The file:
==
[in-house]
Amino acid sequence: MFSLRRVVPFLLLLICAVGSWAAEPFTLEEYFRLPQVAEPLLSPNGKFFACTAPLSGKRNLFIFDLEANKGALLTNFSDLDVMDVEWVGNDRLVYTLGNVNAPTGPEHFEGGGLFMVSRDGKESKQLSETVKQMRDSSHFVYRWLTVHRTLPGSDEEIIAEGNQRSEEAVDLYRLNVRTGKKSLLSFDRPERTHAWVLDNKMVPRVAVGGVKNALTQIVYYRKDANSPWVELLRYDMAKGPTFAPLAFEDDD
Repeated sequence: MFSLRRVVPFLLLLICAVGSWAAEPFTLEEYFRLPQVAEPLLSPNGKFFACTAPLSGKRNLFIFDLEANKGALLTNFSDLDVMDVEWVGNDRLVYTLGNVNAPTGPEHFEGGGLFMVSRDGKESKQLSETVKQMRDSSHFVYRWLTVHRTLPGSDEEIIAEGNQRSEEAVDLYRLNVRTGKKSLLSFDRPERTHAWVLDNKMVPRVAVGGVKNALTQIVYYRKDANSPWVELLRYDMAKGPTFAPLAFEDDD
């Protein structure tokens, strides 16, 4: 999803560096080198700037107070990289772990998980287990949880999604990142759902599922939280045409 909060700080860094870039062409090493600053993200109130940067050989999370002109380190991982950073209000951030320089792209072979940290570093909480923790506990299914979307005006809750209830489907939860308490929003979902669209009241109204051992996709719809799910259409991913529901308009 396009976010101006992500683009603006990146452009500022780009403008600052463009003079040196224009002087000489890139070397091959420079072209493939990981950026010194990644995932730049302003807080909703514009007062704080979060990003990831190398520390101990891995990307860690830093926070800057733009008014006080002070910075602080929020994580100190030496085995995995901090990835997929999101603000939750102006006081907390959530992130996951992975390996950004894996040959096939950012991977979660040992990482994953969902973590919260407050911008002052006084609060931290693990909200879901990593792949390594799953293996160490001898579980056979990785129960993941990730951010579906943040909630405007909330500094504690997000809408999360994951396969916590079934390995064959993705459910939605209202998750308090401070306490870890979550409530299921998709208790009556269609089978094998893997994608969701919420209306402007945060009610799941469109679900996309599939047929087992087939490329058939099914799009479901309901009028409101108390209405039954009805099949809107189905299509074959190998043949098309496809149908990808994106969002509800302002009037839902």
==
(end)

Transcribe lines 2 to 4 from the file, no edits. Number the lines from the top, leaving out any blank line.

Amino acid sequence: MFSLRRVVPFLLLLICAVGSWAAEPFTLEEYFRLPQVAEPLLSPNGKFFACTAPLSGKRNLFIFDLEANKGALLTNFSDLDVMDVEWVGNDRLVYTLGNVNAPTGPEHFEGGGLFMVSRDGKESKQLSETVKQMRDSSHFVYRWLTVHRTLPGSDEEIIAEGNQRSEEAVDLYRLNVRTGKKSLLSFDRPERTHAWVLDNKMVPRVAVGGVKNALTQIVYYRKDANSPWVELLRYDMAKGPTFAPLAFEDDD
Repeated sequence: MFSLRRVVPFLLLLICAVGSWAAEPFTLEEYFRLPQVAEPLLSPNGKFFACTAPLSGKRNLFIFDLEANKGALLTNFSDLDVMDVEWVGNDRLVYTLGNVNAPTGPEHFEGGGLFMVSRDGKESKQLSETVKQMRDSSHFVYRWLTVHRTLPGSDEEIIAEGNQRSEEAVDLYRLNVRTGKKSLLSFDRPERTHAWVLDNKMVPRVAVGGVKNALTQIVYYRKDANSPWVELLRYDMAKGPTFAPLAFEDDD
């Protein structure tokens, strides 16, 4: 999803560096080198700037107070990289772990998980287990949880999604990142759902599922939280045409 909060700080860094870039062409090493600053993200109130940067050989999370002109380190991982950073209000951030320089792209072979940290570093909480923790506990299914979307005006809750209830489907939860308490929003979902669209009241109204051992996709719809799910259409991913529901308009 396009976010101006992500683009603006990146452009500022780009403008600052463009003079040196224009002087000489890139070397091959420079072209493939990981950026010194990644995932730049302003807080909703514009007062704080979060990003990831190398520390101990891995990307860690830093926070800057733009008014006080002070910075602080929020994580100190030496085995995995901090990835997929999101603000939750102006006081907390959530992130996951992975390996950004894996040959096939950012991977979660040992990482994953969902973590919260407050911008002052006084609060931290693990909200879901990593792949390594799953293996160490001898579980056979990785129960993941990730951010579906943040909630405007909330500094504690997000809408999360994951396969916590079934390995064959993705459910939605209202998750308090401070306490870890979550409530299921998709208790009556269609089978094998893997994608969701919420209306402007945060009610799941469109679900996309599939047929087992087939490329058939099914799009479901309901009028409101108390209405039954009805099949809107189905299509074959190998043949098309496809149908990808994106969002509800302002009037839902």